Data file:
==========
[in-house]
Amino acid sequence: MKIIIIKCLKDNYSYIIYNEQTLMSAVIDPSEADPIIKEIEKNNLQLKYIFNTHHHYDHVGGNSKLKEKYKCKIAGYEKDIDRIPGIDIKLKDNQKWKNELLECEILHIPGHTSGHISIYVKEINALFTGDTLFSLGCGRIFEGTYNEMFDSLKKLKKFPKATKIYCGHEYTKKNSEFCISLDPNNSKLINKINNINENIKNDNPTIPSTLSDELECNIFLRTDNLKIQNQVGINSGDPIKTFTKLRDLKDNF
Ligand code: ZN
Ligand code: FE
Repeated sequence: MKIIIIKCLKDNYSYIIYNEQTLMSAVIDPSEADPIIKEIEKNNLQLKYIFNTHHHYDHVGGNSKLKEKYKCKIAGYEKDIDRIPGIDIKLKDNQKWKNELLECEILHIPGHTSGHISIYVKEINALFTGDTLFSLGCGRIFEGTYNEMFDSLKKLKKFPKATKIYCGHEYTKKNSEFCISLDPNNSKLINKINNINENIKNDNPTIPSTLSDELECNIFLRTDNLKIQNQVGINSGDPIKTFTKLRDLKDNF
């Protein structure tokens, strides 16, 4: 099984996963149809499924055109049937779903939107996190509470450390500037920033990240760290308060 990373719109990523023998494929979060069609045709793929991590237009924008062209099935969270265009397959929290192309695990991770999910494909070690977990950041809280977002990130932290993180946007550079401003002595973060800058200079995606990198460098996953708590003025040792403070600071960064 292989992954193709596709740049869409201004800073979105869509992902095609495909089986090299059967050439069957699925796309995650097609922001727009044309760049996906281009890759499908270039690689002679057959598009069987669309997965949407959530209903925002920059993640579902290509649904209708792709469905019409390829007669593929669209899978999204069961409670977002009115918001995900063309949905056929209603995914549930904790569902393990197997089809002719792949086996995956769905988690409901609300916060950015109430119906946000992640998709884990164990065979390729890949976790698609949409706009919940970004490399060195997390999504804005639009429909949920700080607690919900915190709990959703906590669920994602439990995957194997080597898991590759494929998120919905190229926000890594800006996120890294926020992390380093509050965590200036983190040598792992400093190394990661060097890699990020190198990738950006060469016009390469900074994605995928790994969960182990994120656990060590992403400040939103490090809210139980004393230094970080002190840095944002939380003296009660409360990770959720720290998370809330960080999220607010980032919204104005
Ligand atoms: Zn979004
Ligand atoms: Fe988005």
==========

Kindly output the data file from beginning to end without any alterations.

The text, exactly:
[in-house]
Amino acid sequence: MKIIIIKCLKDNYSYIIYNEQTLMSAVIDPSEADPIIKEIEKNNLQLKYIFNTHHHYDHVGGNSKLKEKYKCKIAGYEKDIDRIPGIDIKLKDNQKWKNELLECEILHIPGHTSGHISIYVKEINALFTGDTLFSLGCGRIFEGTYNEMFDSLKKLKKFPKATKIYCGHEYTKKNSEFCISLDPNNSKLINKINNINENIKNDNPTIPSTLSDELECNIFLRTDNLKIQNQVGINSGDPIKTFTKLRDLKDNF
Ligand code: ZN
Ligand code: FE
Repeated sequence: MKIIIIKCLKDNYSYIIYNEQTLMSAVIDPSEADPIIKEIEKNNLQLKYIFNTHHHYDHVGGNSKLKEKYKCKIAGYEKDIDRIPGIDIKLKDNQKWKNELLECEILHIPGHTSGHISIYVKEINALFTGDTLFSLGCGRIFEGTYNEMFDSLKKLKKFPKATKIYCGHEYTKKNSEFCISLDPNNSKLINKINNINENIKNDNPTIPSTLSDELECNIFLRTDNLKIQNQVGINSGDPIKTFTKLRDLKDNF
């Protein structure tokens, strides 16, 4: 099984996963149809499924055109049937779903939107996190509470450390500037920033990240760290308060 990373719109990523023998494929979060069609045709793929991590237009924008062209099935969270265009397959929290192309695990991770999910494909070690977990950041809280977002990130932290993180946007550079401003002595973060800058200079995606990198460098996953708590003025040792403070600071960064 292989992954193709596709740049869409201004800073979105869509992902095609495909089986090299059967050439069957699925796309995650097609922001727009044309760049996906281009890759499908270039690689002679057959598009069987669309997965949407959530209903925002920059993640579902290509649904209708792709469905019409390829007669593929669209899978999204069961409670977002009115918001995900063309949905056929209603995914549930904790569902393990197997089809002719792949086996995956769905988690409901609300916060950015109430119906946000992640998709884990164990065979390729890949976790698609949409706009919940970004490399060195997390999504804005639009429909949920700080607690919900915190709990959703906590669920994602439990995957194997080597898991590759494929998120919905190229926000890594800006996120890294926020992390380093509050965590200036983190040598792992400093190394990661060097890699990020190198990738950006060469016009390469900074994605995928790994969960182990994120656990060590992403400040939103490090809210139980004393230094970080002190840095944002939380003296009660409360990770959720720290998370809330960080999220607010980032919204104005
Ligand atoms: Zn979004
Ligand atoms: Fe988005």